Fear. One of my least favorite four letter words.
There are a number of acronyms for FEAR. You’ve got False Expectations Appearing Real. Finding Excuses and Reasons. Face Everything and Rejoice (who the hell came up with that one? Seriously. Who did that?) Ideas like this are all good and dandy; but that’s not the type of fear I’m talking about here. Is generational fear real?
If you google it like I did, you’ll get a few websites proving that generational fears are real. Why? How? Well, some scientists tested it on some mice and it was real. So BAM! It must be real then.
Granted, one of the articles I read was from the Washington Post.
I’m more about basing things off of human experiences thatn what happens in a lab. So are they real? For me, yes!
Let me introduce you to someone. Meet The Closet Monster.
I know what you are thinking. Grow up, Alesia. I’m not reading this crap. Stay with me on this.
The Closet Monster is real…to me. But not only to me. The Closet Monster is real to my mom.
Here’s her story:
Ok. So when I was around 3 years old, my older brother told me that the little closet at the bottom of the stairs had a terrible monster in it. It was my mom’s sewing room and was very dark and scary. When I would get up in the middle of the night to pee, I would run as fast as I could past it to get to the bathroom.
There would be all kinds of creepy, creeky noises coming from the closet. There were plenty of nights I blamed my dog, Butterball, for my wet bed. Ever since then I can’t turn the light off until I get in bed and ALL doors and closets and cupboards MUST be closed!
How does that affect me? Growing up, this fear of The Closet Monster (even though we know he is not real) has caused me to do certain things.
I cannot leave my closet doors open. Whenever my son’s closet door is open for no reason, I close it immediately. They are sliding and that seems to creep me out more than one that closes fully.
All bedroom doors must be closed. This part gets a bit confusing though. Recently, my husband and I have been leaving the bedroom doors open to get better air circulation throughout the apartment. His idea, not mine.
I have a bladder problem called Interstitial Cystitis. This causes me to have to pee frequently during the night. It is one of the many symptoms. I’ve found myself sprinting around the bed, past the door, to my side.
It’s nerve wrecking. My husband has suggested I crawl over him, but I try to be nice and not wake him up.
The reasoning of having all doors closed is so confusing, because I’m not like that about the main apartment door or the patio door. It’s as if I am more afraid of what’s in the apartment than what could be outside.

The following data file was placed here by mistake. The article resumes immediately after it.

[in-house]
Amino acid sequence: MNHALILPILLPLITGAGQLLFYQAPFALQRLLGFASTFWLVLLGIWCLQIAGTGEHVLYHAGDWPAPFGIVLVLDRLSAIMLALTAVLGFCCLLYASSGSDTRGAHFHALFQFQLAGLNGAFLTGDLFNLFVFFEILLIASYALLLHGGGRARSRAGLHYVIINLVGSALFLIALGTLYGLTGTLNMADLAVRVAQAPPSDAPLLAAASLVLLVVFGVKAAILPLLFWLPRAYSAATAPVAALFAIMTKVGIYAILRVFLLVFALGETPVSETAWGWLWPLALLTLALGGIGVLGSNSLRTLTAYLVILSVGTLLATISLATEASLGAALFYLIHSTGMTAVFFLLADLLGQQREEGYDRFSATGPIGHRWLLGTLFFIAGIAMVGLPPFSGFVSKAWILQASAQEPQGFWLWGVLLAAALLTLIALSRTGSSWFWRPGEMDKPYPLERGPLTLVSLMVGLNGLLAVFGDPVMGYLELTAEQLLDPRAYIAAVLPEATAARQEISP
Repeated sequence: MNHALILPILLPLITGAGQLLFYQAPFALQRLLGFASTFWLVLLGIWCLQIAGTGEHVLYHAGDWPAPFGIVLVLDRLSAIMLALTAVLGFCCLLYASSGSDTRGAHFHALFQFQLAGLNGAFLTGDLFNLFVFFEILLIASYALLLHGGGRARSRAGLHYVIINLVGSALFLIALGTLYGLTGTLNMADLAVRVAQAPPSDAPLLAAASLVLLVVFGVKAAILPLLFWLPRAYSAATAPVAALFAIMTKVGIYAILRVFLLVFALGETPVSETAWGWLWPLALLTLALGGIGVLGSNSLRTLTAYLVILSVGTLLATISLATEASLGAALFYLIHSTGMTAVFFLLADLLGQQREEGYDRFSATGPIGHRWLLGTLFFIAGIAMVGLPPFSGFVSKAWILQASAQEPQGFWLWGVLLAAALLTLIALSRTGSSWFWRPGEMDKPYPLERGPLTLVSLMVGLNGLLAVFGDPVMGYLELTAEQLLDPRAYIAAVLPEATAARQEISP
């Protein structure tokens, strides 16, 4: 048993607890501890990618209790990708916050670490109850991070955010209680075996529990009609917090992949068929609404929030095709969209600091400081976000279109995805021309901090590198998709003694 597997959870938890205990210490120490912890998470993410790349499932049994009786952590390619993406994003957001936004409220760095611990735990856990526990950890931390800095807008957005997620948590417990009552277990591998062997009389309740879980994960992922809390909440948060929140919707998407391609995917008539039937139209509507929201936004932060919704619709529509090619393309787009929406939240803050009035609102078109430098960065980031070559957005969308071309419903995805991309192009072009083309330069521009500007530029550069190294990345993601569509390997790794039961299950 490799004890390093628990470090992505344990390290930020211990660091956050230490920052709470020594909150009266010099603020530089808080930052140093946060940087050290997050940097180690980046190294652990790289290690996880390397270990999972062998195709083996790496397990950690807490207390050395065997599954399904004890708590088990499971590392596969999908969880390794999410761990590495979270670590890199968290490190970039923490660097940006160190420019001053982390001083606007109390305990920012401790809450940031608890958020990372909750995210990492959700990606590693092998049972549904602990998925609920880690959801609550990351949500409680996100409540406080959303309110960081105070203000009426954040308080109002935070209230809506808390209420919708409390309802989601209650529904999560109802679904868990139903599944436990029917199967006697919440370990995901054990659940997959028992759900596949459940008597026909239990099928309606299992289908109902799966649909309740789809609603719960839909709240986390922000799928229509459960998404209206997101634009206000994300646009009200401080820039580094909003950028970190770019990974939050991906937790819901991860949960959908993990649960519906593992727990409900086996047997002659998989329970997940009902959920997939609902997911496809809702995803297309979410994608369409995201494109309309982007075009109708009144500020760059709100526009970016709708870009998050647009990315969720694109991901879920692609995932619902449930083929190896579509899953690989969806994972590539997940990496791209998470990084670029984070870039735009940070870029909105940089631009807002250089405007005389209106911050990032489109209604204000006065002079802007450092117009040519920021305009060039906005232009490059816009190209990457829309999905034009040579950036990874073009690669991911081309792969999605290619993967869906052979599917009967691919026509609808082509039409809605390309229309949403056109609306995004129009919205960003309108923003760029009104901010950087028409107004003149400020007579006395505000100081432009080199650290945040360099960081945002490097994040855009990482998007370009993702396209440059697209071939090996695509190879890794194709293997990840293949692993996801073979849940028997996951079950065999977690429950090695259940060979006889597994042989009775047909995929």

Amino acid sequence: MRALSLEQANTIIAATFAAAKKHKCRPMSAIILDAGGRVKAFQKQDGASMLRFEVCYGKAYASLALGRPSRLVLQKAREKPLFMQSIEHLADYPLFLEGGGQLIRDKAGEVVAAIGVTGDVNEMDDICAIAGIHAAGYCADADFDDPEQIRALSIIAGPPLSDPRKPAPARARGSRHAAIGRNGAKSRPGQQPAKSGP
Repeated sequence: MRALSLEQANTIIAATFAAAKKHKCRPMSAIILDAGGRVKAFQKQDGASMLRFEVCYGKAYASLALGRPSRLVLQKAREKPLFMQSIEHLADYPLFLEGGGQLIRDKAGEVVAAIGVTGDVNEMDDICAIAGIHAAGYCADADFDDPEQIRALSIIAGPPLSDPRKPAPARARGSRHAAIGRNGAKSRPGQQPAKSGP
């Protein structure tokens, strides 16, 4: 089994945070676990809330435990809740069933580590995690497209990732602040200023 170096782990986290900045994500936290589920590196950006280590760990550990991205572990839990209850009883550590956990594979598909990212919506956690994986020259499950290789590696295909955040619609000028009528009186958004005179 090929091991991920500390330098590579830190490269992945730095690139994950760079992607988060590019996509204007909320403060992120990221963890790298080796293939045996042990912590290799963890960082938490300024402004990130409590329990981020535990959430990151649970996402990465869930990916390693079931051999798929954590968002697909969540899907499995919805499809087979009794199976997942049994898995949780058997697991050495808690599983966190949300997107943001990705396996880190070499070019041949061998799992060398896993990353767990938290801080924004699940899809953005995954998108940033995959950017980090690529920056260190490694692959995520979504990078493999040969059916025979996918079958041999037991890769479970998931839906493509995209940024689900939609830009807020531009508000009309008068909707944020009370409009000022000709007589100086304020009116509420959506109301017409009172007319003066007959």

It truly makes no sense.
Thinking back, even during the day I habitually shut the bedroom doors. There never really seems to be a reason in my mind. I just want them shut.
I called my sister recently and brought up that I was going to write a blog post about The Closet Monster. I asked her about her room and if she leaves her closet door open. Her door does not shut all the way so she has a piece of paper in the door to keep it closed.
This shit is real to us! As adults, we know The Closet Monster is not real. No matter how much my mom says she believes he’s real (silly mom), we know in our hearts he is not.
But when the lights are out, the fan is making noise, and we are trying to sleep, you will not see our closet doors open. In our minds, we cannot overcome this fear.
Will I ever overcome this fear?
I’m at the point in my life where this fear isn’t crippling. It doesn’t stop me from doing something great or noteworthy. It doesnt keep me up at night (my phone does that). It just makes me want certain doors closed.
This fear is just irrational. Irrational fear passed down from one generation to another.
Thinking about it, I could probably get over my fear by just putting my mind to it. Mind over matter. That’s a thing right? No, I know it’s a thing.
What if I decided to try to sleep knowing my closet doors were all open. Would I be able to sleep?
Just thinking about it makes me shudder involuntarily. Jeez, I’ve got problems.
There’s my answer: No, I will probably never over come this fear.
I’m OK with that. I’m OK living with my closet doors shut when they are not in use.
My thought is what if I pass this down to my son? He’s not at an age where it would be that way, but what about the future?
These thoughts plague my mind while I write this. I want my son to be the best person he can. He will have his own fears to overcome. I don’t want to dump mine on him too.
What about you?
Do you have fears or strange ticks that have been passed down from one generation to another?
Do you feel you will ever overcome these fears?
Do you fear passing them down to your children?